[Web-SIG] Standardized configuration
mso at oz.net
Mon Jul 18 23:11:51 CEST 2005
A couple things I don't understand in this discussion.
Phillip J. Eby said:
> At 03:28 AM 7/17/2005 -0500, Ian Bicking wrote:
>>I guess I'm treating the request environment as that context. I don't
>>really see the problem with that...?
> It puts a layer in the request call stack for each service you want to
> offer, versus *no* layers for an arbitrary number of services. It adds
> work to every request to put stuff into the environment, then take it out
> again, versus just getting what you want in the first place.
But the "overhead" is adding one dictionary item and reading it again.
The most insignificant thing imaginable. More important is the ugliness
of accessing an arbitrarily-named key in the application, but even that is
> The difference is obliviousness; if you want to *wrap* an application not
> written to use WSGI services, then it makes sense to make it
> middleware. If you're writing a new application, just have it use
> components instead of mocking up a 401 just so you can use the existing
That seems to suggest the whole PEP 333 excersise was a waste of time.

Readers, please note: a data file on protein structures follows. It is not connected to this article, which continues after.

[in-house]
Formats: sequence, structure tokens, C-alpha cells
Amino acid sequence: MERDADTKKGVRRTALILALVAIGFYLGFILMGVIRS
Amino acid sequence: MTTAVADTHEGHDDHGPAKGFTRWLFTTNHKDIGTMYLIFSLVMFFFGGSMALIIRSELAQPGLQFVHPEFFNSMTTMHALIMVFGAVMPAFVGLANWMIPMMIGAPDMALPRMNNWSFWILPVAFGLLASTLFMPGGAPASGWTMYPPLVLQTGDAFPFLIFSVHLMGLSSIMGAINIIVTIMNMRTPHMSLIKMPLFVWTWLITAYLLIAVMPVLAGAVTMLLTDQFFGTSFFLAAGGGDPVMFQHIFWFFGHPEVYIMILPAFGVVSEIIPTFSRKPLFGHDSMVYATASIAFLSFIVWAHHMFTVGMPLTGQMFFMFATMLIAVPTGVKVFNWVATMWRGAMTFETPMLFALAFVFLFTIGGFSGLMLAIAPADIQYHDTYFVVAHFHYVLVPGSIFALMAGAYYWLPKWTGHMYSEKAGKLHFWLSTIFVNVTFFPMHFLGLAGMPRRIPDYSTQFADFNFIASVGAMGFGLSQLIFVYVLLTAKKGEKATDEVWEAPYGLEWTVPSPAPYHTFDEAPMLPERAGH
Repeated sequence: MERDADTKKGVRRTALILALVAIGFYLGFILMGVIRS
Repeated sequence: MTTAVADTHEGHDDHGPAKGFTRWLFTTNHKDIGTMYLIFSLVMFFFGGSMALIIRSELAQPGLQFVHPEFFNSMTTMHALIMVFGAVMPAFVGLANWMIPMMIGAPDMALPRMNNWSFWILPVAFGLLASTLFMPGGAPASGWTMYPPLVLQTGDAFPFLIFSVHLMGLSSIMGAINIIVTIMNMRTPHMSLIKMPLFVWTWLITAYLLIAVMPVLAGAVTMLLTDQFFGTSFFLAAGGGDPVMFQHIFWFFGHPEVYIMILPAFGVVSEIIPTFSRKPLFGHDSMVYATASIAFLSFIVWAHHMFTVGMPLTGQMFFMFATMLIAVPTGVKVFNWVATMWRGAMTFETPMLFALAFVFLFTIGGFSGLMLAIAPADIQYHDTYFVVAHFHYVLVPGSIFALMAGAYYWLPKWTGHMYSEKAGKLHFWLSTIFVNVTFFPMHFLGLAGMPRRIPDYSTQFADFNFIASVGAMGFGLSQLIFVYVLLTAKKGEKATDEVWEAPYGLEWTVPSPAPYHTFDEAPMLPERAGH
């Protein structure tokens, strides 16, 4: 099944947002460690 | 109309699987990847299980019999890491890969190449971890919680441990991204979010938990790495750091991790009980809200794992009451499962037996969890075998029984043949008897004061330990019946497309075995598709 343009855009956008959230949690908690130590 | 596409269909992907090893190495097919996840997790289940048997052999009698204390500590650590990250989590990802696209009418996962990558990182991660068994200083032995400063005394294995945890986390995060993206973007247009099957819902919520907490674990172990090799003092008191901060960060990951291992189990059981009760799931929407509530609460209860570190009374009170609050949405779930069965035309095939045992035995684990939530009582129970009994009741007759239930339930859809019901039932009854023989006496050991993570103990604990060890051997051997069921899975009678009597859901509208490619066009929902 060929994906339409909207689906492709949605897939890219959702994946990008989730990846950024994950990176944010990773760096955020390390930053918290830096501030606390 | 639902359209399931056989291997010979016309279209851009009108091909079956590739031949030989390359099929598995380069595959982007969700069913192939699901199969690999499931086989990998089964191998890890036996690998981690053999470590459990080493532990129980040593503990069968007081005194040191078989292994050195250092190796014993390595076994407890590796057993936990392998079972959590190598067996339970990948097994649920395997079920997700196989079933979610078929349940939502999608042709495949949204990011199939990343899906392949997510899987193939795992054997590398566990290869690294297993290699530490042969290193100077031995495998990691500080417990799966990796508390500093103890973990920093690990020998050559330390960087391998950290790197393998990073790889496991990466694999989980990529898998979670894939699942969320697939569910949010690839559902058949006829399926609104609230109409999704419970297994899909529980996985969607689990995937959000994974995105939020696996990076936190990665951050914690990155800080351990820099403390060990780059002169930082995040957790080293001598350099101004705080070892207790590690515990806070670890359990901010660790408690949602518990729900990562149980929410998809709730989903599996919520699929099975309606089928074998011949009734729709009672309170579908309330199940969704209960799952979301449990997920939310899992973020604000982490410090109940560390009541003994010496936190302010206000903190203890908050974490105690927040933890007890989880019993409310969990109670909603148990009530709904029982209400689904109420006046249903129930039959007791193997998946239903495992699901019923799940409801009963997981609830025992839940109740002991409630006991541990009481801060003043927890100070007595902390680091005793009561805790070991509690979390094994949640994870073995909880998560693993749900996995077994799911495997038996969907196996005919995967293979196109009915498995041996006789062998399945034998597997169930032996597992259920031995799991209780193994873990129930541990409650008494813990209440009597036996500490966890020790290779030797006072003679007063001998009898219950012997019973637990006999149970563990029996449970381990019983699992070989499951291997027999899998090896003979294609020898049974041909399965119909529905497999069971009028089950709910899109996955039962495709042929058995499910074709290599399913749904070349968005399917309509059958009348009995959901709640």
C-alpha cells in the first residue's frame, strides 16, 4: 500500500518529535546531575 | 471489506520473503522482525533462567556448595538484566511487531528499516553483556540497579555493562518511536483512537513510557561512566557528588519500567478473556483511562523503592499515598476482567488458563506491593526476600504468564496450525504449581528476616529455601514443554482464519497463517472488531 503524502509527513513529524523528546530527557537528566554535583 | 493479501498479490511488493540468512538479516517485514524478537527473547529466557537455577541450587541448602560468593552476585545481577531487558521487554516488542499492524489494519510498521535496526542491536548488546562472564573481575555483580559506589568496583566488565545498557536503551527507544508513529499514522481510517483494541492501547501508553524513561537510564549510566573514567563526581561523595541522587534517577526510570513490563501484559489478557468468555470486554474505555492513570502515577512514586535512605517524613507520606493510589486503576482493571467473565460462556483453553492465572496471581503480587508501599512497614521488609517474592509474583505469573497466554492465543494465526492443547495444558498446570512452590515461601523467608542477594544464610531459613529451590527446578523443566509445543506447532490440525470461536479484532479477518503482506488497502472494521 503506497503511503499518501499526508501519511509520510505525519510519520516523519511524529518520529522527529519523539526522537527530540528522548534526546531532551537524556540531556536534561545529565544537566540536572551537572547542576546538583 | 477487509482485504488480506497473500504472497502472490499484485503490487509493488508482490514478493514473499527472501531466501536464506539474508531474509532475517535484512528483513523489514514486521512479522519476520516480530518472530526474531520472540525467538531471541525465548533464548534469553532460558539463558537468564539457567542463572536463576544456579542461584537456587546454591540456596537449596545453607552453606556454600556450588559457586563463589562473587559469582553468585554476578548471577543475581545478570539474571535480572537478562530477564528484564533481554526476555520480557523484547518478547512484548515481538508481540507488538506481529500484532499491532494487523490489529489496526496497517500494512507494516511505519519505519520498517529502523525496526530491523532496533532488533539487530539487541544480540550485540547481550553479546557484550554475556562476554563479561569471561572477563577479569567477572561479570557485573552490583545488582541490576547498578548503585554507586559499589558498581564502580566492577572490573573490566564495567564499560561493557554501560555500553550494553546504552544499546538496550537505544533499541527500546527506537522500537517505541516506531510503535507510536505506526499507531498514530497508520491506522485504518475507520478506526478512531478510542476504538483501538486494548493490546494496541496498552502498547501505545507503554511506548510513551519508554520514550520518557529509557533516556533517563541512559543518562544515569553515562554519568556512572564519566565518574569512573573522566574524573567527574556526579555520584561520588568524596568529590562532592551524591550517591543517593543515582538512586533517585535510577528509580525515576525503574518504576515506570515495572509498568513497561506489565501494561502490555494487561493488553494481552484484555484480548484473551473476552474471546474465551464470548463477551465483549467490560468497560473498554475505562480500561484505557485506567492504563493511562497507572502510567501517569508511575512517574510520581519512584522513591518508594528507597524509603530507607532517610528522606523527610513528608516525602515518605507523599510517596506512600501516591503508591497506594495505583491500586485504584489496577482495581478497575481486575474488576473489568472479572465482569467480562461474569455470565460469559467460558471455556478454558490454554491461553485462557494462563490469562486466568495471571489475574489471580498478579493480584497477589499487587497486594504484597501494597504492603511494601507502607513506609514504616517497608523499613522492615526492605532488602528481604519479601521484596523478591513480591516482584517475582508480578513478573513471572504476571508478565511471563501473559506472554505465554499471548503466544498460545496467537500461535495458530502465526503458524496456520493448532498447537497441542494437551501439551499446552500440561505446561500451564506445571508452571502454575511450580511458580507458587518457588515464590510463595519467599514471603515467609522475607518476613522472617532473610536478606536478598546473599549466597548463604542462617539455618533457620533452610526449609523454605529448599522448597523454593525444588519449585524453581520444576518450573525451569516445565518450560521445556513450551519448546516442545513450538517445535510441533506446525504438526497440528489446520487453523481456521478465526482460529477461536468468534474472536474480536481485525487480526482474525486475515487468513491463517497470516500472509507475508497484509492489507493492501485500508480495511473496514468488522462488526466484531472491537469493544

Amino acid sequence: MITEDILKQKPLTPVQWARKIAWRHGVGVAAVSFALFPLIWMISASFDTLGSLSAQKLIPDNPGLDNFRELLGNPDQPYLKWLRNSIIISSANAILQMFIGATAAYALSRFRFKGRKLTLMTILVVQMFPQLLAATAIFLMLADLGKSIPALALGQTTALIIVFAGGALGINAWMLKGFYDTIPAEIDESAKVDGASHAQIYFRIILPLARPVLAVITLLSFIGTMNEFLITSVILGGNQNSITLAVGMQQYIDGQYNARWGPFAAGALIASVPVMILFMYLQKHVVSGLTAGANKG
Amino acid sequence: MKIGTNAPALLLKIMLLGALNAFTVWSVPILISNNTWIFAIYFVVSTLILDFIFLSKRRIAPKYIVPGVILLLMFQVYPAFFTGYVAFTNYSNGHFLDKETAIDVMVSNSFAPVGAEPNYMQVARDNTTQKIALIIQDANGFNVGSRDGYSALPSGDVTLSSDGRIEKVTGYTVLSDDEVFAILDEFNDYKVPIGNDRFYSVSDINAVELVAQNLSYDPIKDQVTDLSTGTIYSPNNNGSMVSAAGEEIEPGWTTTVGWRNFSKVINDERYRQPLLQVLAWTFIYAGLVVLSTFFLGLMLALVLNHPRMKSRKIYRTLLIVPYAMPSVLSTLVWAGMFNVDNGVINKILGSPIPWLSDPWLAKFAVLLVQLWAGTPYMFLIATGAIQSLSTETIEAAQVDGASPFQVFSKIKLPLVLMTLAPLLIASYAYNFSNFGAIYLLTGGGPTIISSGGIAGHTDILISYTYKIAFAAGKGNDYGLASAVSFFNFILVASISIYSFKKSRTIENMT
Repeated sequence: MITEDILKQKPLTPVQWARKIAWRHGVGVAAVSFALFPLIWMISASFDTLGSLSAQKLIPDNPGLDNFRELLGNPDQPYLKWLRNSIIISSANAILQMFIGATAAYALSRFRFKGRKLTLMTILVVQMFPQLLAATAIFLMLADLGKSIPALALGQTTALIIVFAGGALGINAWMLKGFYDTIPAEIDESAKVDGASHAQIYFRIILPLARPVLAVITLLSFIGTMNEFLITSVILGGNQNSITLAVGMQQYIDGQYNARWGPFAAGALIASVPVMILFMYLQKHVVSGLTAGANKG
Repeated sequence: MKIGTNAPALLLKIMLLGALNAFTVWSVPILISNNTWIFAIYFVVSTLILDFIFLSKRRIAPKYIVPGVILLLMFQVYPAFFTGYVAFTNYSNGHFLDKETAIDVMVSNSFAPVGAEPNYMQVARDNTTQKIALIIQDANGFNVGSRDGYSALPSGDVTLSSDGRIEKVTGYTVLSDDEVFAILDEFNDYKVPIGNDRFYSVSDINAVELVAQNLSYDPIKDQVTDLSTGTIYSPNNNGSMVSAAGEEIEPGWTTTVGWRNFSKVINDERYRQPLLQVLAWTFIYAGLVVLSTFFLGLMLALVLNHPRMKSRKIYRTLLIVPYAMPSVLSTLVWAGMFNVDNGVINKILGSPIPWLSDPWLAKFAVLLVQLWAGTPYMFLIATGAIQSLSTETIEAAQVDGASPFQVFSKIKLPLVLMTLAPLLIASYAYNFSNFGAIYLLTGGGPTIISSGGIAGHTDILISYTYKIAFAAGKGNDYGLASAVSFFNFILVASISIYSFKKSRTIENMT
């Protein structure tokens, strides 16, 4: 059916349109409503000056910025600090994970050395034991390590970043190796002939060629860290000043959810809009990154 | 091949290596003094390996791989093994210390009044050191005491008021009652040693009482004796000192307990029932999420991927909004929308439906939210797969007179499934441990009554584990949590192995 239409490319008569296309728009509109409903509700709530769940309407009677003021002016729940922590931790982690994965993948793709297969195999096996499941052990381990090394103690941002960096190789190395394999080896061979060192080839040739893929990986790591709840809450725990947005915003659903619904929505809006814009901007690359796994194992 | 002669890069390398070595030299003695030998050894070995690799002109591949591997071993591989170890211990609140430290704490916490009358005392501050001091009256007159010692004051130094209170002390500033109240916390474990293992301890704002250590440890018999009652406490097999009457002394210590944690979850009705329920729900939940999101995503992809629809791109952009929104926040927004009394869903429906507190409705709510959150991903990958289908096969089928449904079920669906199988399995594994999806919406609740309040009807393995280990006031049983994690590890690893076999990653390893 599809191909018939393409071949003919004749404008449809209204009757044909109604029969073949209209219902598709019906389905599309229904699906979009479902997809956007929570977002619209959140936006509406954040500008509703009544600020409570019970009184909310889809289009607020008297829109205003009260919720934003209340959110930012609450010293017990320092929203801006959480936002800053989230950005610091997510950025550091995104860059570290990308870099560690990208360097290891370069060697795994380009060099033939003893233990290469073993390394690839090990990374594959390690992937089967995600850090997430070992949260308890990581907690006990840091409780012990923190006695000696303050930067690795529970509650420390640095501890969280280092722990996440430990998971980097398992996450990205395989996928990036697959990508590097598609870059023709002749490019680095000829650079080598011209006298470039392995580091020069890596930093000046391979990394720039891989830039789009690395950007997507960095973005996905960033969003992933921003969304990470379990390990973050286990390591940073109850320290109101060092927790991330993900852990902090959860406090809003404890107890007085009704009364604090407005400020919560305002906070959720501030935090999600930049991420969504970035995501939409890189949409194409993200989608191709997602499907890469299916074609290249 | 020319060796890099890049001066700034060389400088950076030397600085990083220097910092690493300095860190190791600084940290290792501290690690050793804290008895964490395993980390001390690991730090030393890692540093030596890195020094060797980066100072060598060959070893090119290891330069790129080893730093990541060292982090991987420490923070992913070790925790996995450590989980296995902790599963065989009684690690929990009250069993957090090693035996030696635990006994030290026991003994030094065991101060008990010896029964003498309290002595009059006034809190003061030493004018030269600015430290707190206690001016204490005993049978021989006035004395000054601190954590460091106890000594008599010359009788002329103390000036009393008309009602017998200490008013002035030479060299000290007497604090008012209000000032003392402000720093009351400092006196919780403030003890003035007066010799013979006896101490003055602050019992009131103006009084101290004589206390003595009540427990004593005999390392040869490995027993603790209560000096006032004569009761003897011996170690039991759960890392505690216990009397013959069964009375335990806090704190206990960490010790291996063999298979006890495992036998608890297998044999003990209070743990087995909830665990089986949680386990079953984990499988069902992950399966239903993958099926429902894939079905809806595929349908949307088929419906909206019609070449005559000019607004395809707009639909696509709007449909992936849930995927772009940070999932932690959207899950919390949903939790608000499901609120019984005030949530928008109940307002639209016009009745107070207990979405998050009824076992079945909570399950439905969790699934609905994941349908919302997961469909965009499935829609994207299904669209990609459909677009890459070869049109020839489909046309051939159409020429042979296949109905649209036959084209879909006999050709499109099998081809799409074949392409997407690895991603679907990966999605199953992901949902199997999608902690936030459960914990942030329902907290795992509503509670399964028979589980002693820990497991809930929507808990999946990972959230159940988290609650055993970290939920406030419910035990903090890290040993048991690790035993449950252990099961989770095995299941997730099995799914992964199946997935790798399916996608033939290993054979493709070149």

(I'm not saying it is, just that it seems to be the logical conclusion of
your statement.) WSGI is just "backward compatibility" for existing
applications? Practically all the interesting middleware falls into this
"component" category. I'm having a hard time seeing what middleware a
naive CGI/legacy application would benefit from, besides access to
alternative webservers. (But at this point, none of these are "better"
than the frameworks' native servers.) Especially since legacy apps access
their services in a framework-specific way and would need specific
middleware or patching.
If a new API is in order, it seems high priority to get a PEP out soon, or
at least some reference implementations. Otherwise the middleware way
will become a de facto standard.
-- Mike Orr <mso at oz.net>
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